Opening statements were heard over the weekend at Joint Base Lewis-McChord at the court martial trial of Sgt. Calvin Gibbs, the suspected ringleader of a self-described "Kill Team" of U.S. soldiers in Afghanistan, members of a Stryker Brigade who murdered innocent civilians for sport and, in some cases, mutilated their corpses.
Gibbs, described by prosecutors as a "sociopath," faces three charges of premeditated murder. He's also accused of beating up a fellow soldier to keep him quiet and possessing so-called "drop weapons" that could be planted on victims to give the appearance they were killed in a legitimate firefight. (In an added flourish, he reportedly kept severed fingers and leg bones as war mememtoes.)
So, justice is on its way to being served? Don't count on it. Here's Mark Boal, writing in Rolling Stone earlier this year, in an lid-blowing investigation of the Kill Team's activities,
Army prosecutors insist that blame for the killings rests with a soldier near the bottom of the Stryker Brigade's totem pole: Calvin Gibbs, a three-tour veteran of Iraq and Afghanistan who served as a squad leader in 3rd Platoon. Morlock and five soldiers charged with lesser crimes have pleaded guilty in exchange for testifying against Gibbs, who faces life in prison for three counts of premeditated murder.
The thing is, Boal's reporting strongly suggests that senior officers knew about the Kill Team's exploits but looked the other way. The Army has shown little interest in investigating how far up the chain of command responsibility goes.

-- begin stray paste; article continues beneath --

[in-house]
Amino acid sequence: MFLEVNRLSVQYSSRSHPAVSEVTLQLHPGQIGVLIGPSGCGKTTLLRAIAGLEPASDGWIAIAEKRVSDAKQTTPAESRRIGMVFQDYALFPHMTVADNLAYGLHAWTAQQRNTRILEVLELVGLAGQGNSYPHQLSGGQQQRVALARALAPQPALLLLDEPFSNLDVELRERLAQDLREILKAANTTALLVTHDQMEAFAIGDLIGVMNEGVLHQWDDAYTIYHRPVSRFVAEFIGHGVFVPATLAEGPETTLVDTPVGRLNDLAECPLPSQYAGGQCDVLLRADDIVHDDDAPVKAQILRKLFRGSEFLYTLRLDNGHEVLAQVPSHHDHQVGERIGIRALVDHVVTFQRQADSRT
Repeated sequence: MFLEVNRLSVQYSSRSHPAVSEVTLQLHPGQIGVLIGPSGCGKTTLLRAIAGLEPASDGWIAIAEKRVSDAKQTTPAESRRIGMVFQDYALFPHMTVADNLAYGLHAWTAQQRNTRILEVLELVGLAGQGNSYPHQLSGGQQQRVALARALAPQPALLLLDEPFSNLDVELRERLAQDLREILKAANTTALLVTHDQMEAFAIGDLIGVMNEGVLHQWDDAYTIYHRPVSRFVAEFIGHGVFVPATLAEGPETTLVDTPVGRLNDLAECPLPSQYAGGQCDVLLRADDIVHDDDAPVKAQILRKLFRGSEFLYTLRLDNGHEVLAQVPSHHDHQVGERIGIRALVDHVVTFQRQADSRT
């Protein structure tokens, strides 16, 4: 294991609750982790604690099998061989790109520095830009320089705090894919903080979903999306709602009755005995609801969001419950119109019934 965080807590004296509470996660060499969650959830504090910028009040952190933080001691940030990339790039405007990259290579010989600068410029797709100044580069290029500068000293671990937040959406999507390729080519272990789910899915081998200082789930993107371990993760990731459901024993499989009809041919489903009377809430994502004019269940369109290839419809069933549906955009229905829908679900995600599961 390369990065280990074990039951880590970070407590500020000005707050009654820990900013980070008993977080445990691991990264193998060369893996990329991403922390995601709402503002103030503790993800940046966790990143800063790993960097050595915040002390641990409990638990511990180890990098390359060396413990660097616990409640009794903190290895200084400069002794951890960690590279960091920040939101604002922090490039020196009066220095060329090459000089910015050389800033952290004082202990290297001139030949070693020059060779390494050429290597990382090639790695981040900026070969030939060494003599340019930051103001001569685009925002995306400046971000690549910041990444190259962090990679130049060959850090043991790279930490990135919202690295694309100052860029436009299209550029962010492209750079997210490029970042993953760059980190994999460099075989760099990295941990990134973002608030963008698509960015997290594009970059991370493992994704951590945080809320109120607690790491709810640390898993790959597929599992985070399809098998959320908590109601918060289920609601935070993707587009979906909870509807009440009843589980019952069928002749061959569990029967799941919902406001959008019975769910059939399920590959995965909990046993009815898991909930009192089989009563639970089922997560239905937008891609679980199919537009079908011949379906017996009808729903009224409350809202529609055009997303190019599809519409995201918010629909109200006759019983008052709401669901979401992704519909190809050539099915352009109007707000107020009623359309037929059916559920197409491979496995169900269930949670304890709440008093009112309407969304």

"'The Army wants Gibbs,'" says one defense lawyer. 'They want to throw him in jail and move on.' Gibbs insists that all three killings he took part in were 'legitimate combat engagements.' Three other low-level soldiers facing murder charges ... also maintain their innocence. As for the other men in Bravo Company, five have already been convicted of lesser crimes, including drug use, stabbing a corpse and [assault], and two more face related charges. ...
"So far, though, no officers or senior officials have been charged in either the murders or the cover-up. Last October, the Army quietly launched a separate investigation, guided by Brig. Gen. Stephen Twitty, into the critical question of officer accountability. But the findings of that inquiry, which was concluded last month, have been kept secret – and the Army refuses to say whether it has disciplined or demoted any of the commanders responsible for 3rd Platoon. Even if the commanding officers were not co-conspirators or accomplices in the crimes, they repeatedly ignored clear warning signs and allowed a lethally racist attitude to pervade their unit."